Rai: There’s been a huge increase in small to large employers focusing on the health of their employees for the first time. They’re saying I’d really rather you not get sick because of what it’s costing me. Employers understand the return on investment in their employees’ health.
Lingenhag: The appendage to (allow young people to remain on their parents’ health insurance plans until) age 26 has become popular.
INSIGHT: Will costs be reduced for some people?
Lingenhag: For the high-risk people it definitely should go down. The over age 50ish could see decreases, although some of that could be offset by some mandated benefits. But it’s all built on that belief you’re going to be able to attract those younger ones.
McClone: There will be a temporary group that will benefit from this, the community-rated model, those who were the most sick or unhealthy. Their rates could stay the same or even go down by some predictions. But that’s such a temporary issue.
INSIGHT: What insurers will participate on the exchange?
Rai: Prevea 360 will be the only local company on the exchange headquartered in northeast Wisconsin, available to all the counties we work within. Everybody submitted rates, but you don’t know where you’re going to land, if you’re going to be a viable product or not. We have no idea if this is a good business decision for Prevea to be on the exchange or not.
Lingenhag: There’s just so much uncertainty and you had to file your rates so far ahead of time. We (Network) will reevaluate it to see if in 2015 we want to enter that or not.
INSIGHT: How is the ACA going to change your business?
Rai: We have it on both ends. We have patients, because we are a health care provider, we have three partnered hospitals, so our 1,500 employees need to know how to answer questions. Patients are going to say, “What do I do?”
Lingenhag: We basically have changed the way we do business. Our biggest tool was underwriting, up front, in terms of selection. Now all the familiar tools we’ve had have been taken away, and we’ve got to come up with new tools. We’re in the process of figuring out what tools we have on the back end in terms of managing the care, risk adjustment.
McClone: People have never needed an advisor more than they do today. It used to be extremely easy to put up a shingle and be in our business. There are predictions that in the next three to four years, there might be only 10 to 20 percent of us standing, because you need so much manpower to stay on top of the regulations and to communicate with your clients.
INSIGHT: What about the future?
Lingenhag: Innovation is going to be very important going forward, trying to figure out whether it’s self-funded, more managed plans. Private industry is going to have to adapt and grow if we’re going to thrive.
McClone: I see a huge trend to a large percentage of employers going to these self-funded plans. That will get people to see what the underlying risk is and therefore start attacking that risk.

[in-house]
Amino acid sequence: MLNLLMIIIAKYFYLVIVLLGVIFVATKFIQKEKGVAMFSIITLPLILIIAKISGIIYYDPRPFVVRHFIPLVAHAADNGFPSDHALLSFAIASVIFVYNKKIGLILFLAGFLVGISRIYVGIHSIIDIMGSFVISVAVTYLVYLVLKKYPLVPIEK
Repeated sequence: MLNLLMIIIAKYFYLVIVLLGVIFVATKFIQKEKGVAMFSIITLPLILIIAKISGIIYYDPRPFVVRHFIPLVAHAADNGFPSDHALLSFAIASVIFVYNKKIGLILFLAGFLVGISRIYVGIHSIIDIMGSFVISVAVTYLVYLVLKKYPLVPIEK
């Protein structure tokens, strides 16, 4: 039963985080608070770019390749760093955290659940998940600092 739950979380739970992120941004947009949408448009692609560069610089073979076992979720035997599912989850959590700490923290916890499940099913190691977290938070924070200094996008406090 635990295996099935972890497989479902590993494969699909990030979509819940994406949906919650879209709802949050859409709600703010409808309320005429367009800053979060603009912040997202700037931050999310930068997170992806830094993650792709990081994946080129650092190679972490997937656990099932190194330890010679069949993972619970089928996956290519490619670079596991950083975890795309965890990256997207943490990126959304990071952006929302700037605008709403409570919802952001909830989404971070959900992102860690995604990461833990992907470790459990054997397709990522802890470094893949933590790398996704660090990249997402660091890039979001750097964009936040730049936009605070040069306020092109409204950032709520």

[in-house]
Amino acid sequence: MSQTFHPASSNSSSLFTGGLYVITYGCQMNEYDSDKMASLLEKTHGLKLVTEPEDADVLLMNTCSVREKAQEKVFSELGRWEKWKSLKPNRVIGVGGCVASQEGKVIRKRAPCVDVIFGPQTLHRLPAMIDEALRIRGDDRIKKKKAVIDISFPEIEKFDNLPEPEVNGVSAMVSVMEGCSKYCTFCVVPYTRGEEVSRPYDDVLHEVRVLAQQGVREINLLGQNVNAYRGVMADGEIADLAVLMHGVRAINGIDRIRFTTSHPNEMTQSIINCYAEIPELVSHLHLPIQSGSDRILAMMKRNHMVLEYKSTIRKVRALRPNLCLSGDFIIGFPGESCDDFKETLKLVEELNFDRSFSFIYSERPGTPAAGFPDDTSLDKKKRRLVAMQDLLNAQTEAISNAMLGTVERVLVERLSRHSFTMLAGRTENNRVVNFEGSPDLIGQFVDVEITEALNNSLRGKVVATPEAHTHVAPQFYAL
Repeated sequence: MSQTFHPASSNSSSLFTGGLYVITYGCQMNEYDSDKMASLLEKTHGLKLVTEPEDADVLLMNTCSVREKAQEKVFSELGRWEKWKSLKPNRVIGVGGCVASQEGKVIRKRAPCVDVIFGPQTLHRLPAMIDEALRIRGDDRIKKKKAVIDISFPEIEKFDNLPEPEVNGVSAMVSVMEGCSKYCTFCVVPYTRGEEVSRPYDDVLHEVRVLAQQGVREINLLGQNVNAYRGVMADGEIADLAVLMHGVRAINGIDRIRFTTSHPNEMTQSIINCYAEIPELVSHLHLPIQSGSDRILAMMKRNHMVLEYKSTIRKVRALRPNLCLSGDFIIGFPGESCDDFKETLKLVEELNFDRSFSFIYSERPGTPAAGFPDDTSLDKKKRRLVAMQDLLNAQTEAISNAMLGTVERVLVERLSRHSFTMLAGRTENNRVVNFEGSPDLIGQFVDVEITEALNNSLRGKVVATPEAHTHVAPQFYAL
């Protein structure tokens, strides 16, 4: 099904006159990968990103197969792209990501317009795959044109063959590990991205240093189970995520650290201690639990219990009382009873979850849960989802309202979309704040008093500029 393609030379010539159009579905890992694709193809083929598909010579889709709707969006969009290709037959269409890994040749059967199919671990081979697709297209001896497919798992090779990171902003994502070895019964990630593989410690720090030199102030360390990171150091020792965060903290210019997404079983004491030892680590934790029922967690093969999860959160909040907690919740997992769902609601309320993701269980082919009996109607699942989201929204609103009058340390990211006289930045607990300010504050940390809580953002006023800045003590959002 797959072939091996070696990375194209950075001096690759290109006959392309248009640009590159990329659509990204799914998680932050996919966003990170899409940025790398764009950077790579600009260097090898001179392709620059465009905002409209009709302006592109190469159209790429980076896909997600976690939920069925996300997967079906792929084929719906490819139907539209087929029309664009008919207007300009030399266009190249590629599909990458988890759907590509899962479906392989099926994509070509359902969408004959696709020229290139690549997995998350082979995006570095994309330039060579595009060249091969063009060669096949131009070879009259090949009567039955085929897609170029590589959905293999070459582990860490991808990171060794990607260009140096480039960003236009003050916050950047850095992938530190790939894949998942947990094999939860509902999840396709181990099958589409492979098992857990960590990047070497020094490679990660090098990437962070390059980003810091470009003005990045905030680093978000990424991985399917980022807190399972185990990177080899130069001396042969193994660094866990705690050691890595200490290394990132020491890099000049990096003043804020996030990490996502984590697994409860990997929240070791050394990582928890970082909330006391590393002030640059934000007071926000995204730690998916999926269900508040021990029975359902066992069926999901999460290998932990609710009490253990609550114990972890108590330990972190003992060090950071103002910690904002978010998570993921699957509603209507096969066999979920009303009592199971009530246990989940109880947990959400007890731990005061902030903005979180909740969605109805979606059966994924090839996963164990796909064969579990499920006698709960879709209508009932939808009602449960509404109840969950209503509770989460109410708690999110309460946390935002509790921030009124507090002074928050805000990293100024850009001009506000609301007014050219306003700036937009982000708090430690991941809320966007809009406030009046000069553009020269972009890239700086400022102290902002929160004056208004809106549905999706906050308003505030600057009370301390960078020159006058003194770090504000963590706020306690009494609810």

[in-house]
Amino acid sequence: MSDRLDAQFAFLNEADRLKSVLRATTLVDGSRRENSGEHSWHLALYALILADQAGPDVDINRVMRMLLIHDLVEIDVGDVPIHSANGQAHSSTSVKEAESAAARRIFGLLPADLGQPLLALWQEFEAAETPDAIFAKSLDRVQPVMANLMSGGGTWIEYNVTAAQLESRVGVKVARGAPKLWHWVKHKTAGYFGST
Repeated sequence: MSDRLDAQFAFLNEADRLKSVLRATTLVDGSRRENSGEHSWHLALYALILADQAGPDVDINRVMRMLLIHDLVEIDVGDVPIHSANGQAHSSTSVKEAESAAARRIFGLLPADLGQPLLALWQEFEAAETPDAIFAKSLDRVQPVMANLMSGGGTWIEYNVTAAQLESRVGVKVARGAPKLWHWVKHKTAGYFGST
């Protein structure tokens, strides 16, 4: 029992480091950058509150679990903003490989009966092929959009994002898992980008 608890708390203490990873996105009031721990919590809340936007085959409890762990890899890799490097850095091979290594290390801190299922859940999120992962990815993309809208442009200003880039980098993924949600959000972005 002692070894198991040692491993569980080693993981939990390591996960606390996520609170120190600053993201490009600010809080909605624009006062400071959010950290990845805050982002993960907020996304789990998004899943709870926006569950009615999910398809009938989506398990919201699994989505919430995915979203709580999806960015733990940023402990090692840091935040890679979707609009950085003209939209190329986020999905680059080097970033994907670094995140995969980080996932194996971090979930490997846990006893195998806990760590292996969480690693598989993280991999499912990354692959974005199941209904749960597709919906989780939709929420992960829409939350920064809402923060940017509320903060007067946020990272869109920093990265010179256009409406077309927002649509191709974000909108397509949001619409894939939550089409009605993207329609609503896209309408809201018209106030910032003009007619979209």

I kind of view this as a cold football game. The weather’s terrible but we’re all in it. You’ve got to find out between you and your competitor, who’s going to win. It’s below zero and you’re both miserable but you’ve got to find a way to get an advantage so you can get ahead.
You can bury your head in the sand or you can step up and say, “Hey, this is another way for us to create that advantage.”
Health exchanges in Northeast Wisconsin
Insurance brokers are finding themselves on the frontline of questions on the new health insurance exchanges, launched Oct. 1 as a result of the federal Affordable Care Act. What are they hearing?
“Everything from panic to apathy,” says Chris Hanson, president of Hanson Benefits, who was among insurance professionals invited by Insight to share her perspective on the ACA. “What we’re trying to do to alleviate some of the panic is to say: ‘Just take a breath.’”
Hanson and other insurance brokers have been showing their clients and potential clients a list of providers on the Wisconsin Health Insurance Marketplace that will participate on the new exchange. Those available on the individual market in Northeast Wisconsin are: Dean Health Plan (Prevea 360), WPS Health Plan (Arise), Common Ground (a new regional health insurance cooperative), Compcare Health Services and Molina Healthcare of WI. Common Ground and WPS will also offer businesses the Small Business Health Options Program (SHOP) on the exchange.
Employers are required to give all their employees information on the exchanges, available online at www.healthcare.gov.
The marketplaces are a key aspect of President Barack Obama’s health care law, which requires everyone to have insurance by Jan. 1 or to pay a penalty. About 500,000 people in Wisconsin are expected to seek coverage through the exchange, including about 92,000 who will lose Medicaid coverage in January and some 400,000 who are uninsured.